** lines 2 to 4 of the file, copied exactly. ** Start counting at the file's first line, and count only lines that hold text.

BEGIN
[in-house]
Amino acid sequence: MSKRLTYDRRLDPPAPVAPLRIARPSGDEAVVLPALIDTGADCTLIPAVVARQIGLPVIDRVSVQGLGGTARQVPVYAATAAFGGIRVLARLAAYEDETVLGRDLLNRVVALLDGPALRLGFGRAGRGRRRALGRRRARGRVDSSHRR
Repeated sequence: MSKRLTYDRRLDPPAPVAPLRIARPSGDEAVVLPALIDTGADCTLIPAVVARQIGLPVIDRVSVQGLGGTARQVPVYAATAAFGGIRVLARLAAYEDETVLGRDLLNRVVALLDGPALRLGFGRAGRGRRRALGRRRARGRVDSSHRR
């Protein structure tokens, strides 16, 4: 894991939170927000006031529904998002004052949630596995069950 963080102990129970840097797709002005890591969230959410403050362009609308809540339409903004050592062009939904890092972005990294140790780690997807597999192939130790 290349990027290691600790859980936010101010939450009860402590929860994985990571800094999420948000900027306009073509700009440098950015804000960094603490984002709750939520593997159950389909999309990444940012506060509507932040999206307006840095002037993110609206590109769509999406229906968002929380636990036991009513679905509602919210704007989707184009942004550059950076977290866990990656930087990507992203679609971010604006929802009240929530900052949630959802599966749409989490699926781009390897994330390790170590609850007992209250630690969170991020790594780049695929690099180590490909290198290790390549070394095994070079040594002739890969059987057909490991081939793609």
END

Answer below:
Amino acid sequence: MSKRLTYDRRLDPPAPVAPLRIARPSGDEAVVLPALIDTGADCTLIPAVVARQIGLPVIDRVSVQGLGGTARQVPVYAATAAFGGIRVLARLAAYEDETVLGRDLLNRVVALLDGPALRLGFGRAGRGRRRALGRRRARGRVDSSHRR
Repeated sequence: MSKRLTYDRRLDPPAPVAPLRIARPSGDEAVVLPALIDTGADCTLIPAVVARQIGLPVIDRVSVQGLGGTARQVPVYAATAAFGGIRVLARLAAYEDETVLGRDLLNRVVALLDGPALRLGFGRAGRGRRRALGRRRARGRVDSSHRR
């Protein structure tokens, strides 16, 4: 894991939170927000006031529904998002004052949630596995069950 963080102990129970840097797709002005890591969230959410403050362009609308809540339409903004050592062009939904890092972005990294140790780690997807597999192939130790 290349990027290691600790859980936010101010939450009860402590929860994985990571800094999420948000900027306009073509700009440098950015804000960094603490984002709750939520593997159950389909999309990444940012506060509507932040999206307006840095002037993110609206590109769509999406229906968002929380636990036991009513679905509602919210704007989707184009942004550059950076977290866990990656930087990507992203679609971010604006929802009240929530900052949630959802599966749409989490699926781009390897994330390790170590609850007992209250630690969170991020790594780049695929690099180590490909290198290790390549070394095994070079040594002739890969059987057909490991081939793609």